Over the last several months, the City has been working to mitigate impacts of the tent camping along the entire Spokane Street corridor as we determine a long-term plan for the area. With the Navigation Team’s success (see more below) of moving people to alternatives safer than living on the street, there is currently a limited number of alternative spaces available that match the needs of the growing population at this location. Therefore, we’ve adjusted the schedule for removal of these encampments to better match the availability of safe alternatives.
In the meantime, the City has been focusing on service outreach and garbage removal. The Navigation Team has been repeatedly connecting with individuals living there, conducting outreach to offer supportive alternative living arrangements and other services. Additionally, the City works with people to address the trash, passing out garbage bags, identifying collection spots and scheduling pick-ups.
Fortunately, with the opening of Compass Housing Alliance’s new 100-bed 24/7 shelter at the First Presbyterian Church at the end of this month, we will have much needed space available soon. Prior to this morning’s shooting, we had established a four-week plan for addressing the camping along the Spokane Street corridor. The plan begins with notice to be posted tomorrow to alert all individuals on site that the Navigation Team will be conducting repeated outreach during the next several weeks prior to gradual closure beginning the week of Sept. 11.
Spokane Street Corridor Intensive Outreach Plan
Beginning Monday, Aug. 28, the Navigation Team will be collaborating with additional service providers to conduct targeted outreach to individuals living along Spokane Street from Airport Way to First Avenue. During repeated engagement with individuals in this area over the last several months, the Navigation Team has identified a number of challenges within this population, including substance use disorder, mental health disorder, unemployment/under-employment, chronic medical conditions, legal issues/justice involvement and sex work. To provide a comprehensive response, the Navigation Team has reached out to numerous partners who can better meet the needs of some individuals.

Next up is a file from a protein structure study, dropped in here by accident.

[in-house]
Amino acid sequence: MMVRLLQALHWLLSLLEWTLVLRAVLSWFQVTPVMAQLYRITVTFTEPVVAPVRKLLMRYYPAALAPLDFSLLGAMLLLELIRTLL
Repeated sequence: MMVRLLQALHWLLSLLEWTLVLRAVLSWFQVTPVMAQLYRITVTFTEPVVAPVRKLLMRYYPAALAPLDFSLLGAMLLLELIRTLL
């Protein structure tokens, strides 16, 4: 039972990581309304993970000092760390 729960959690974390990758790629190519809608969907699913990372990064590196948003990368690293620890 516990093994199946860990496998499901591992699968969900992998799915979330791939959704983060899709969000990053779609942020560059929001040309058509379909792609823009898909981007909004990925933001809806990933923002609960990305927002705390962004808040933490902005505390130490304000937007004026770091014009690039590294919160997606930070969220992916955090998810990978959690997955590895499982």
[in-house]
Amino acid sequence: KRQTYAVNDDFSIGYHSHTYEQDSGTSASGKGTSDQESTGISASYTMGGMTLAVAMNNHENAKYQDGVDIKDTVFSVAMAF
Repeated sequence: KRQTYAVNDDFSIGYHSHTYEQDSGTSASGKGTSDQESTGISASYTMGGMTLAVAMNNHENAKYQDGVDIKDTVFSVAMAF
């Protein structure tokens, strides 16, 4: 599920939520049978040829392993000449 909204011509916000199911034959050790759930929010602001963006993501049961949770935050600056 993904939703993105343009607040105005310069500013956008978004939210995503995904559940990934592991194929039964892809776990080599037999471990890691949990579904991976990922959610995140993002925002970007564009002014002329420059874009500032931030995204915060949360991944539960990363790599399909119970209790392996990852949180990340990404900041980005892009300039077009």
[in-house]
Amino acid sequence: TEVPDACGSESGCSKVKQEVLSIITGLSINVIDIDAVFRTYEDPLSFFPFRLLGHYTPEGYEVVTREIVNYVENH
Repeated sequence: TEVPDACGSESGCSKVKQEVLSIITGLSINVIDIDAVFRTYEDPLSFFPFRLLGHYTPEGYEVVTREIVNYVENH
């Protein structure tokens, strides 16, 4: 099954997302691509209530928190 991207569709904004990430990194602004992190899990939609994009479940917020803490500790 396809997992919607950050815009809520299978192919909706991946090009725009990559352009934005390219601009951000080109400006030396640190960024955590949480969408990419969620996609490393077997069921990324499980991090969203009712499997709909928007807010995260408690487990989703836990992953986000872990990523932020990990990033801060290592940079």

The Navigation Team will be joined by the following partner agencies: DESC-HOST, REACH, LEAD, Metropolitan Improvement District (MID), University of Washington/Harborview, Pioneer Human Services, Real Escape from the Sex Trade (REST), Valley Cities, Seattle Central Colleges, YouthCare, Veteran’s Affairs, UGM, Salvation Army, Millionair Club.
Beginning at 10 a.m., collaborative, “need-specific” outreach will be deployed, so individuals will receive engagement from agencies that meet their specific needs. To those interested, service offers will be immediate and will include substance use recovery options, mental health treatment, coordinated entry housing assessment, relocation to appropriate alternative living arrangements, reconnection with family or other support systems, disruption of ongoing sex trade including exploitation of vulnerable individuals.
In addition to alternative spaces available to the City’s Navigation Team, Seattle’s Union Gospel Mission (UGM) has set aside 10 men’s program beds and 10 shelter beds along with five women’s shelter beds and five program beds for Spokane Street area referrals. In addition, the Salvation Army has committed to holding all beds that become available for Spokane Street referrals.
Navigation Team Success
From Feb. 20 through Aug. 11, the Navigation Team made 4,199 total contacts to a total of 1,157 individuals. Of those individuals, 721 accepted some sort of service, including 419 who relocated to alternative living arrangements. For more on the Navigation Team, see the Seattle Channel Spotlight.
Spokane Street Background
Following the removal of the RV encampment at the west end of Spokane Street that was conducted after a significant RV fire in early April, the City fenced most of the right-of-way under the viaduct to deter RV parking/camping at that end of Spokane. This is where the low bridge structure presents more of a concern for concentrations of flammable materials such as pallets and mattresses, and a likelihood of open flames or vehicles with mechanical issues. This deterrence effort has been relatively successful, while the temporary fencing along several blocks still allows entrance for commuter parking, which is an intended use of that right-of-way.